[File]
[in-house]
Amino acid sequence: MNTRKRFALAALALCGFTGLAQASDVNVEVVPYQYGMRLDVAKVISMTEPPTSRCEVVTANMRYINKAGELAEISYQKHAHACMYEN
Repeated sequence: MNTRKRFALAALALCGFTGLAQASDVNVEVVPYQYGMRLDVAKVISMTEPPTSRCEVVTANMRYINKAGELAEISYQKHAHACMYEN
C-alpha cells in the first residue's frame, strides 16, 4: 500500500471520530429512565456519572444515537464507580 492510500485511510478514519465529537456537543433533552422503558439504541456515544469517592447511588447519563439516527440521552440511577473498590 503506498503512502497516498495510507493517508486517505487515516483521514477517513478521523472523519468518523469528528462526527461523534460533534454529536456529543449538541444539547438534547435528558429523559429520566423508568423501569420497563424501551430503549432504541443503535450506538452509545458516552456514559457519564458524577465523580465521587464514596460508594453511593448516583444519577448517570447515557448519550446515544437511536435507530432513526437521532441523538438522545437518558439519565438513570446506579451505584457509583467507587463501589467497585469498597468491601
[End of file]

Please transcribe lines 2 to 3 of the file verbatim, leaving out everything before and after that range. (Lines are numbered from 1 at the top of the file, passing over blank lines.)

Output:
Amino acid sequence: MNTRKRFALAALALCGFTGLAQASDVNVEVVPYQYGMRLDVAKVISMTEPPTSRCEVVTANMRYINKAGELAEISYQKHAHACMYEN
Repeated sequence: MNTRKRFALAALALCGFTGLAQASDVNVEVVPYQYGMRLDVAKVISMTEPPTSRCEVVTANMRYINKAGELAEISYQKHAHACMYEN